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    ABSTRACT: A retrospective cohort study was conducted.•Among adult enrollees in commercial insurance.•Those with selected autoimmune diseases had higher risk of venous thromboembolism.
    Thrombosis Research 10/2014; DOI:10.1016/j.thromres.2014.10.012 · 2.43 Impact Factor
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    ABSTRACT: Background Although emotional stress is associated with ischemic heart disease (IHD) and related clinical events, sex-specific differences in the psychobiological response to mental stress have not been clearly identified. Objectives We aimed to study the differential psychological and cardiovascular responses to mental stress between male and female patients with stable IHD. Methods Patients with stable IHD enrolled in the REMIT (Responses of Mental Stress–Induced Myocardial Ischemia to Escitalopram) study underwent psychometric assessments, transthoracic echocardiography, and platelet aggregation studies at baseline and after 3 mental stress tasks. Mental stress–induced myocardial ischemia (MSIMI) was defined as the development or worsening of regional wall motion abnormality, reduction of left ventricular ejection fraction (LVEF) ≥8% by transthoracic echocardiography, and/or ischemic ST-segment change on electrocardiogram during 1 or more of the 3 mental stress tasks. Results In the 310 participants with known IHD (18% women, 82% men), most baseline characteristics were similar between women and men (including heart rate, blood pressure, and LVEF), although women were more likely to be nonwhite, living alone (p < 0.001), and unmarried (p < 0.001); they also had higher baseline depression and anxiety (p < 0.05). At rest, women had heightened platelet aggregation responses to serotonin (p = 0.007) and epinephrine (p = 0.004) compared with men. Following mental stress, women had more MSIMI (57% vs. 41%; p < 0.04), expressed more negative (p = 0.02) and less positive emotion (p < 0.001), and demonstrated higher collagen-stimulated platelet aggregation responses (p = 0.04) than men. Men were more likely than women to show changes in traditional physiological measures, such as blood pressure (p < 0.05) and double product. Conclusions In this exploratory analysis, we identified clear, measurable, and differential responses to mental stress in women and men. Further studies should test the association of sex differences in cardiovascular and platelet reactivity in response to mental stress and long-term outcomes. (Responses of Myocardial Ischemia to Escitalopram Treatment [REMIT]; NCT00574847)
    Journal of the American College of Cardiology 10/2014; 64(16):1669–1678. DOI:10.1016/j.jacc.2014.04.087 · 15.34 Impact Factor
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    Circulation 09/2014; 130(14):1192-203. DOI:10.1161/CIRCULATIONAHA.113.008428 · 14.95 Impact Factor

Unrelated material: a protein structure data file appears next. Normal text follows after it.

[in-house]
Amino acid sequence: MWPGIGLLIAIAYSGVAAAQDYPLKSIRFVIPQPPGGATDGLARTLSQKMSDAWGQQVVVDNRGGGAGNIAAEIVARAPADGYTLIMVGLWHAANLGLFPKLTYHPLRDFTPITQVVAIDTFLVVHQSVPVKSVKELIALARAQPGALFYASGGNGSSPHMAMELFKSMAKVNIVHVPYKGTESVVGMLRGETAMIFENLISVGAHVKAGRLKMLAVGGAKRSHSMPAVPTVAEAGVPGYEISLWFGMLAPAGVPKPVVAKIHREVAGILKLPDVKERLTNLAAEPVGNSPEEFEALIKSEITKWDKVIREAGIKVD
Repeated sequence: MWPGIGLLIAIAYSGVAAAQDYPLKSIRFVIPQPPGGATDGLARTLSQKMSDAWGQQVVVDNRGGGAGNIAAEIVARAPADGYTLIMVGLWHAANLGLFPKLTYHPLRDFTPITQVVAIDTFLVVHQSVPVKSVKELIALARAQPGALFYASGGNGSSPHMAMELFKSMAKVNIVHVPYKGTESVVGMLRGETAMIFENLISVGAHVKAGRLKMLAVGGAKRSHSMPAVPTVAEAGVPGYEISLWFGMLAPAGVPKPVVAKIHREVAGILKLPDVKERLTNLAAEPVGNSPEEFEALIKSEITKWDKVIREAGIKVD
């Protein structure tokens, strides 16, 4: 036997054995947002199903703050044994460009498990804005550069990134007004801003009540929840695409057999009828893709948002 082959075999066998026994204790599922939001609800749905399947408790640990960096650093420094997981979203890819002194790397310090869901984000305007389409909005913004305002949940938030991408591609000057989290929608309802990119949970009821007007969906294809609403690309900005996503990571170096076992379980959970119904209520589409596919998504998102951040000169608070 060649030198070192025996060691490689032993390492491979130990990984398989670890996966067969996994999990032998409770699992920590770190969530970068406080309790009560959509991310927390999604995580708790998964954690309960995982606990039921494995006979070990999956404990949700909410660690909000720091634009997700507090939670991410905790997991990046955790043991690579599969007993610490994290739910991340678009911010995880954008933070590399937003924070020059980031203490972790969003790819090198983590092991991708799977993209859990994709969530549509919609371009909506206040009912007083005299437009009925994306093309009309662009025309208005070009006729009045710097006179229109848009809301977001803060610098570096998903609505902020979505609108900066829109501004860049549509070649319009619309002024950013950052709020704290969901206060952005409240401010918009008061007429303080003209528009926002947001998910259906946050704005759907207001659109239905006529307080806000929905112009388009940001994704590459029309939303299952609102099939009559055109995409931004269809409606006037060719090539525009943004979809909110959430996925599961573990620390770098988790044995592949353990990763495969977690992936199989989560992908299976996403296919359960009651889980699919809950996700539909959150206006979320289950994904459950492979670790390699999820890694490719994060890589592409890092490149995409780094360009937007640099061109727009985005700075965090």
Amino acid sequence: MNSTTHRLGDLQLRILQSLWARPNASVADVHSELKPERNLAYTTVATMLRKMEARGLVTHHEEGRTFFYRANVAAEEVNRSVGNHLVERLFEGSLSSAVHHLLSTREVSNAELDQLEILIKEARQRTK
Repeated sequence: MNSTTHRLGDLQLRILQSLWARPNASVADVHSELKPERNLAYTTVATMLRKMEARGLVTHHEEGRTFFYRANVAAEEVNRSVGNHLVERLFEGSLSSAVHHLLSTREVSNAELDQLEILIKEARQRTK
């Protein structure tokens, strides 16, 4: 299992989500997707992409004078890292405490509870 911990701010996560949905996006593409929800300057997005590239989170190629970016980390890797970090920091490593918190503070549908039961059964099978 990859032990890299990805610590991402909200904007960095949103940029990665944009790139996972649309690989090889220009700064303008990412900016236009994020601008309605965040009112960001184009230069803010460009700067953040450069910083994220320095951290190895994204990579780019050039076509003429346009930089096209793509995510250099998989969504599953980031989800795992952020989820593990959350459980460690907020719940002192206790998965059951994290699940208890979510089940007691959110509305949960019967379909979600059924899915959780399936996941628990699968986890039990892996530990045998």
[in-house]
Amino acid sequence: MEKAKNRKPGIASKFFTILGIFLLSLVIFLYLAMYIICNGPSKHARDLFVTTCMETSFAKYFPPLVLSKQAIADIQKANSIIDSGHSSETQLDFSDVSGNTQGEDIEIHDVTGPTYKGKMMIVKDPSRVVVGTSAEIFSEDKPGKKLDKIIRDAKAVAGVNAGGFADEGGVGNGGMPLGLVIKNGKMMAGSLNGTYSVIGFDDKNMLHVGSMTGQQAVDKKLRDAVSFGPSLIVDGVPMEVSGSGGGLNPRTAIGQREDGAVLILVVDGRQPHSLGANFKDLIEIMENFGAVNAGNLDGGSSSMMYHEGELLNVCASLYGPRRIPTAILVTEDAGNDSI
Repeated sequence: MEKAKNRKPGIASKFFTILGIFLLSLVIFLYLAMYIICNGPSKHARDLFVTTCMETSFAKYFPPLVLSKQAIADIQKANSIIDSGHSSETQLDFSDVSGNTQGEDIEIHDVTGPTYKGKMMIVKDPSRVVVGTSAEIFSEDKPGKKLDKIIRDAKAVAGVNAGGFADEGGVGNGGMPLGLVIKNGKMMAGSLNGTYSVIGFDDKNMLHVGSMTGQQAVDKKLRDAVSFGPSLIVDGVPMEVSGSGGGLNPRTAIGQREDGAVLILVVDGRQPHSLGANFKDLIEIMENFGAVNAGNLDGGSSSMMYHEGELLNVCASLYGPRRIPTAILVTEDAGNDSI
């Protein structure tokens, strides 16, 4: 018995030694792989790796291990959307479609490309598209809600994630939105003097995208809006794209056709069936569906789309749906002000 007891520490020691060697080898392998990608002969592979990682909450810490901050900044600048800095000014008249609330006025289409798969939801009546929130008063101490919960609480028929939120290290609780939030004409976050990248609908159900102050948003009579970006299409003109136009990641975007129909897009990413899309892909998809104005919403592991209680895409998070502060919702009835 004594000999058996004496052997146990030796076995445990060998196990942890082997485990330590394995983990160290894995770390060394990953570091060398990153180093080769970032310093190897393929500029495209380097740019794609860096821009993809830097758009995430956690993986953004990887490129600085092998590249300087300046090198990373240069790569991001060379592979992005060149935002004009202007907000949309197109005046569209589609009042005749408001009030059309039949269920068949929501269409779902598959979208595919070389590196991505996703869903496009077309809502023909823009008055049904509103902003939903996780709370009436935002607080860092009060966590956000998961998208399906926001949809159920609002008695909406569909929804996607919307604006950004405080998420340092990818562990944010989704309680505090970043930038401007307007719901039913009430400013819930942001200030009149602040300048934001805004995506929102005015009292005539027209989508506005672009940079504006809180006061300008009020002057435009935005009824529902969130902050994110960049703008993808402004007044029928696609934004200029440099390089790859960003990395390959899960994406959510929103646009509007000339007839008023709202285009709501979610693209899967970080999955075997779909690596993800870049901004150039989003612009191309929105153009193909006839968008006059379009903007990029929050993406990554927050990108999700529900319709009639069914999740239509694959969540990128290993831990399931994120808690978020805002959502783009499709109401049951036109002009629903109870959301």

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    ABSTRACT: Acute deep venous thrombosis (DVT) causes leg pain. Elastic compression stockings (ECS) have potential to relieve DVT-related leg pain by diminishing the diameter of distended veins and increasing venous blood flow. It was our objective to determine whether ECS reduce leg pain in patients with acute DVT. We performed a secondary analysis of the SOX Trial, a multicentrerandomised placebo controlled trial of active ECS versus placebo ECS to prevent the post-thrombotic syndrome.The study was performed in24 hospital centres in Canada and the U.S. and included 803 patients with a first episode of acute proximal DVT. We performed active ECS (knee length, 30-40 mm Hg graduated pressure) or placebo ECS (manufactured to look identical to active ECS, but lacking therapeutic compression). Study outcome was leg pain severity assessed on an 11-point numerical pain rating scale (0, no pain; 10, worst possible pain) at baseline, 14, 30 and 60 days after randomisation. Mean age was 55 years and 60% were male. In active ECS patients (n=409), mean (SD) pain severity at baseline and at 60 days were 5.18 (3.29) and 1.39 (2.19), respectively, and in placebo ECS patients (n=394) were 5.38 (3.29) and 1.13 (1.86), respectively. There were no significant differences in pain scores between groups at any assessment point, and no evidence for subgroup interaction by age, sex or anatomical extent of DVT. Results were similar in an analysis restricted to patients who reported wearing stockings every day. In conclusion, ECS do not reduce leg pain in patients with acute proximal DVT.
    Thrombosis and Haemostasis 08/2014; 112(6). DOI:10.1160/TH14-05-0430 · 5.76 Impact Factor
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    ABSTRACT: While aspirin is generally effective for prevention of cardiovascular disease, considerable variation in drug response exists, resulting in some individuals displaying high on-treatment platelet reactivity. We used pharmacometabolomics to define pathways implicated in variation of response to treatment. We profiled serum samples from healthy subjects pre- and postaspirin (14 days, 81 mg/day) using mass spectrometry. We established a strong signature of aspirin exposure independent of response (15/34 metabolites changed). In our discovery (N = 80) and replication (N = 125) cohorts, higher serotonin levels pre- and postaspirin correlated with high, postaspirin, collagen-induced platelet aggregation. In a third cohort, platelets from subjects with the highest levels of serotonin preaspirin retained higher reactivity after incubation with aspirin than platelets from subjects with the lowest serotonin levels preaspirin (72 ± 8 vs. 61 ± 11%, P = 0.02, N = 20). Finally, ex vivo, serotonin strongly increased platelet reactivity after platelet incubation with aspirin (+20%, P = 4.9 × 10(-4), N = 12). These results suggest that serotonin is implicated in aspirin response variability.